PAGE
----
Date: September 7, 2005
Creator: Santala, Melissa K. & Glaeser, Andreas M.
Partner: UNT Libraries Government Documents Department

An image cancellation approach to depth-from-focus

Description: Depth calculation of an object allows computer reconstruction of the surface of the object in three dimensions. Such information provides human operators 3D measurements for visualization, diagnostic and manipulation. It can also provide the necessary coordinates for semi or fully automated operations. This paper describes a microscopic imaging system with computer vision algorithms that can obtain the depth information by making use of the shallow depth of field of microscopic lenses.
Date: March 1, 1995
Creator: Lu, Shin-yee & Graser, M.
Partner: UNT Libraries Government Documents Department

Testing of optical components to assure performance in a high acerage power environment

Description: Evaluation and testing of the optical components used in the Atomic Vapor Laser Isotope Separation (AVLIS) plant is critical for qualification of suppliers, development of new optical multilayer designs and monufacturing processes, and assurance of performance in the production cycle. The range of specifications requires development of specialized test equipment and methods which are not routine or readily available in industry. Specifications are given on material characteristics such as index homogeneity, subsurface damage left after polishing, microscopic surface defects and contamination, coating absorption, and high average power laser damage. The approach to testing these performance characteristics and assuring the quality throughout the production cycle is described.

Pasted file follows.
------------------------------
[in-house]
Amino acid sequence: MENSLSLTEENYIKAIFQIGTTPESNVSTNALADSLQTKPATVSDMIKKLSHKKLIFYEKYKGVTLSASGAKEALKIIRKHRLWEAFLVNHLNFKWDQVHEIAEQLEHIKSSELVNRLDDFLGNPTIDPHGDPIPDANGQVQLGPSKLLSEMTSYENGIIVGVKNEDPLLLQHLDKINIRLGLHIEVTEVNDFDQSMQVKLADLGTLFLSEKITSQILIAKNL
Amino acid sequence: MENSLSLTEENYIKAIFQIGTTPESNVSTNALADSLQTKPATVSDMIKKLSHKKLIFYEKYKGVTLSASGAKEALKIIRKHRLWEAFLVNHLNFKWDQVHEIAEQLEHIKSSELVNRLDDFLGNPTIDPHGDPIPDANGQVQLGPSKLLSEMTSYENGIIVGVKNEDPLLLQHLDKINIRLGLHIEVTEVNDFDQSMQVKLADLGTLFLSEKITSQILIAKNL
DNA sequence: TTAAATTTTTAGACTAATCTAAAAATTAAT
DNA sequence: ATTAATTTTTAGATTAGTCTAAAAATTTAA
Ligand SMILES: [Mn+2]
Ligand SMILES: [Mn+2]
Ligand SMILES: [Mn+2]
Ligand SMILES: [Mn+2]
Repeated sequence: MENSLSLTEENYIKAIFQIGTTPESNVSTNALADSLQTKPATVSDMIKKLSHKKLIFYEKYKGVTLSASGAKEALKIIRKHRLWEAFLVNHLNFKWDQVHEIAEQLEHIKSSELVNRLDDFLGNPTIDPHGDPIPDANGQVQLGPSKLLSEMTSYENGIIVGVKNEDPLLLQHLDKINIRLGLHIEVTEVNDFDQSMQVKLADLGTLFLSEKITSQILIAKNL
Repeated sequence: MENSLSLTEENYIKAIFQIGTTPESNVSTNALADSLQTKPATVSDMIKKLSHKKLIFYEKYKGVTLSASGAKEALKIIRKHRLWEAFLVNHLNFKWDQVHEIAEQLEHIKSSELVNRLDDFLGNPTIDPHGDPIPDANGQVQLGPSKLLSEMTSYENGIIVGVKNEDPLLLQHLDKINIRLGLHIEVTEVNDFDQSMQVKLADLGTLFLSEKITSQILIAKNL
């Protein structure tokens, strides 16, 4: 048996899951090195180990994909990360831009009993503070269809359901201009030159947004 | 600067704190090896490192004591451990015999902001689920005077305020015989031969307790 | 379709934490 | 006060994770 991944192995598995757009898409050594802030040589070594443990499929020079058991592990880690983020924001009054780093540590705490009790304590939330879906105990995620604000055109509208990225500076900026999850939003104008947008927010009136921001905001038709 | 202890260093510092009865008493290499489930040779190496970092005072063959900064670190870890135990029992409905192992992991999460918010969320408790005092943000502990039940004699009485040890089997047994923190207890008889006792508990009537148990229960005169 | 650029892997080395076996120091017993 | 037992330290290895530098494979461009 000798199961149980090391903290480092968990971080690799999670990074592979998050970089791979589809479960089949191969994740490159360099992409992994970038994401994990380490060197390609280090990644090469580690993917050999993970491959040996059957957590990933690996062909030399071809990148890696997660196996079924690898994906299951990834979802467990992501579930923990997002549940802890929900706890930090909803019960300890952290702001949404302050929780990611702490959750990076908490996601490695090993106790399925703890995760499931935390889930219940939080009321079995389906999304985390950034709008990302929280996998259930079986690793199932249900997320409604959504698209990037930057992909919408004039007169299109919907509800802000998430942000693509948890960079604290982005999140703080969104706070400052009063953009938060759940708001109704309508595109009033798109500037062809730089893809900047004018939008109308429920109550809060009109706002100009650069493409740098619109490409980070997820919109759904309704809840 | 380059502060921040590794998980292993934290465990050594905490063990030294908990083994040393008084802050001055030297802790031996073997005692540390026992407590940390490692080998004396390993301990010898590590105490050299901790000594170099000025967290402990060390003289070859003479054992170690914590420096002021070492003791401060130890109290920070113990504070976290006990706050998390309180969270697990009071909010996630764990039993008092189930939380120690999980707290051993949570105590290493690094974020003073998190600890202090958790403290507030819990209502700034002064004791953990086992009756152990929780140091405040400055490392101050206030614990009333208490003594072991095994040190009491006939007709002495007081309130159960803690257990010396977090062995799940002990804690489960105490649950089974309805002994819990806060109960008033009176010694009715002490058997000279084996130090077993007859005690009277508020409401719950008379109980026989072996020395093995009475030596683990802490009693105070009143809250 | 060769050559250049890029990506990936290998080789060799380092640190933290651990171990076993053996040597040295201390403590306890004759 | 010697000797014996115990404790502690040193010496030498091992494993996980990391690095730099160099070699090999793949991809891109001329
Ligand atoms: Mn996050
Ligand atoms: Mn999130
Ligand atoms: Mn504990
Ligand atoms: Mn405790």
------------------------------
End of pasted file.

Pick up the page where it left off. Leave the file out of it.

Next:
Date: June 24, 1997
Creator: Chow, R.; Taylor, J.R.; Eickelberg, W.K. & Primdahl, K.A.
Partner: UNT Libraries Government Documents Department

Defect study in fused silica using near field scanning optical microscopy

Description: Surface defects in fused silica have been characterized using Near Field Scanning Optical Microscopy (NSOM). Using total internal reflection of a p- or s- polarized laser beam, optical scattering from defects located on the surface itself as well as in the subsurface layer of polished fused silica has been measured by NSOM. The local scattering intensity has been compared with simultaneously measured surface topography. In addition, surface defects intentionally created on a fused silica surface by nano-indentation have been used to establish a correlation between optical scattering of s- and p- polarized light, surface morphology and the well known subsurface stress-field associated with nano-indentation.
Date: January 21, 1998
Creator: Yan, M.; Wang, L.; Siekhaus, W.; Kozlowski, M.; Yang, J. & Mohideen, U.
Partner: UNT Libraries Government Documents Department

Application of total internal reflection microscopy for laser damage studies on fused silica